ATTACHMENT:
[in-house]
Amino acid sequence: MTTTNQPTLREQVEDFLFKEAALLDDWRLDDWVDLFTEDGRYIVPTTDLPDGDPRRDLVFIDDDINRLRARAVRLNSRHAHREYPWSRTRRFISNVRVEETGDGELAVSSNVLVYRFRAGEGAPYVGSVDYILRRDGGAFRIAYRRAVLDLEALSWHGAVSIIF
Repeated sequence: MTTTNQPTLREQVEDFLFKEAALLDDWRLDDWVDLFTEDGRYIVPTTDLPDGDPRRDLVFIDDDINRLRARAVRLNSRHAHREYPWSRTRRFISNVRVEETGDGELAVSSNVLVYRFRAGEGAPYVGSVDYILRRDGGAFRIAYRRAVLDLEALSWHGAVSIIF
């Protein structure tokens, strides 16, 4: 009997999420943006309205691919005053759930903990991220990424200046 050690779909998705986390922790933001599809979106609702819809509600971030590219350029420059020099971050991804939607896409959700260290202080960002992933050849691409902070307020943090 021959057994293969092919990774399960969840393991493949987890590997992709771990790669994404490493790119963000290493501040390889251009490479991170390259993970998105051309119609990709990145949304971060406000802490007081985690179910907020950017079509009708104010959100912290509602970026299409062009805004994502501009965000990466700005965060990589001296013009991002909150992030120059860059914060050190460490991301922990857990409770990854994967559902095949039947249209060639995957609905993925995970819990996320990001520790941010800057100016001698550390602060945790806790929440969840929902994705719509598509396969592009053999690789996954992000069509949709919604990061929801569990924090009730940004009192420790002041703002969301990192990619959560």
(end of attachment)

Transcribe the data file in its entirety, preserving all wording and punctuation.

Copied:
[in-house]
Amino acid sequence: MTTTNQPTLREQVEDFLFKEAALLDDWRLDDWVDLFTEDGRYIVPTTDLPDGDPRRDLVFIDDDINRLRARAVRLNSRHAHREYPWSRTRRFISNVRVEETGDGELAVSSNVLVYRFRAGEGAPYVGSVDYILRRDGGAFRIAYRRAVLDLEALSWHGAVSIIF
Repeated sequence: MTTTNQPTLREQVEDFLFKEAALLDDWRLDDWVDLFTEDGRYIVPTTDLPDGDPRRDLVFIDDDINRLRARAVRLNSRHAHREYPWSRTRRFISNVRVEETGDGELAVSSNVLVYRFRAGEGAPYVGSVDYILRRDGGAFRIAYRRAVLDLEALSWHGAVSIIF
């Protein structure tokens, strides 16, 4: 009997999420943006309205691919005053759930903990991220990424200046 050690779909998705986390922790933001599809979106609702819809509600971030590219350029420059020099971050991804939607896409959700260290202080960002992933050849691409902070307020943090 021959057994293969092919990774399960969840393991493949987890590997992709771990790669994404490493790119963000290493501040390889251009490479991170390259993970998105051309119609990709990145949304971060406000802490007081985690179910907020950017079509009708104010959100912290509602970026299409062009805004994502501009965000990466700005965060990589001296013009991002909150992030120059860059914060050190460490991301922990857990409770990854994967559902095949039947249209060639995957609905993925995970819990996320990001520790941010800057100016001698550390602060945790806790929440969840929902994705719509598509396969592009053999690789996954992000069509949709919604990061929801569990924090009730940004009192420790002041703002969301990192990619959560």